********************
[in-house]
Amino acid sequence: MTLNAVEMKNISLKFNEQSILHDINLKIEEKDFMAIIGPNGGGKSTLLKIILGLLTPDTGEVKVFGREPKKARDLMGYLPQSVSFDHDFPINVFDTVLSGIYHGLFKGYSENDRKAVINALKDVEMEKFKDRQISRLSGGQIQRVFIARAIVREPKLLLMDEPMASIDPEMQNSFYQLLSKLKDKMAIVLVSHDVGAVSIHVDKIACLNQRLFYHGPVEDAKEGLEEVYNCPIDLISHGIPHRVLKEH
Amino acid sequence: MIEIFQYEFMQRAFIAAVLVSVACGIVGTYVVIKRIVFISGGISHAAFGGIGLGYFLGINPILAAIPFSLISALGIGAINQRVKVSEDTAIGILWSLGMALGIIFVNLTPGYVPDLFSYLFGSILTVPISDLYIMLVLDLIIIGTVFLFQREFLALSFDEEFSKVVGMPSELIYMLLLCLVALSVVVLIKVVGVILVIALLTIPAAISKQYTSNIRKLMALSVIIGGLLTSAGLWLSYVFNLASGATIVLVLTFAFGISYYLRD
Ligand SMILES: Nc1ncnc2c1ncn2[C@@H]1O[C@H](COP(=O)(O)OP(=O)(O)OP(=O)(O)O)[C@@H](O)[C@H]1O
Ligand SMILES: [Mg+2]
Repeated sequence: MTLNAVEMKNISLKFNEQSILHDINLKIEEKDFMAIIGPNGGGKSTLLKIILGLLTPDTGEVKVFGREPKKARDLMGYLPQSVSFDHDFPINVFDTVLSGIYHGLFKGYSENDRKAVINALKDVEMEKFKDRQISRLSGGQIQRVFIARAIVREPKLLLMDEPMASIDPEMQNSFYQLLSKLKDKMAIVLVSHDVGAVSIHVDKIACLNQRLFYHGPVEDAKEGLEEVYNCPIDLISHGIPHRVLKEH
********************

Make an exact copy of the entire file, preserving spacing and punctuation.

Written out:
[in-house]
Amino acid sequence: MTLNAVEMKNISLKFNEQSILHDINLKIEEKDFMAIIGPNGGGKSTLLKIILGLLTPDTGEVKVFGREPKKARDLMGYLPQSVSFDHDFPINVFDTVLSGIYHGLFKGYSENDRKAVINALKDVEMEKFKDRQISRLSGGQIQRVFIARAIVREPKLLLMDEPMASIDPEMQNSFYQLLSKLKDKMAIVLVSHDVGAVSIHVDKIACLNQRLFYHGPVEDAKEGLEEVYNCPIDLISHGIPHRVLKEH
Amino acid sequence: MIEIFQYEFMQRAFIAAVLVSVACGIVGTYVVIKRIVFISGGISHAAFGGIGLGYFLGINPILAAIPFSLISALGIGAINQRVKVSEDTAIGILWSLGMALGIIFVNLTPGYVPDLFSYLFGSILTVPISDLYIMLVLDLIIIGTVFLFQREFLALSFDEEFSKVVGMPSELIYMLLLCLVALSVVVLIKVVGVILVIALLTIPAAISKQYTSNIRKLMALSVIIGGLLTSAGLWLSYVFNLASGATIVLVLTFAFGISYYLRD
Ligand SMILES: Nc1ncnc2c1ncn2[C@@H]1O[C@H](COP(=O)(O)OP(=O)(O)OP(=O)(O)O)[C@@H](O)[C@H]1O
Ligand SMILES: [Mg+2]
Repeated sequence: MTLNAVEMKNISLKFNEQSILHDINLKIEEKDFMAIIGPNGGGKSTLLKIILGLLTPDTGEVKVFGREPKKARDLMGYLPQSVSFDHDFPINVFDTVLSGIYHGLFKGYSENDRKAVINALKDVEMEKFKDRQISRLSGGQIQRVFIARAIVREPKLLLMDEPMASIDPEMQNSFYQLLSKLKDKMAIVLVSHDVGAVSIHVDKIACLNQRLFYHGPVEDAKEGLEEVYNCPIDLISHGIPHRVLKEH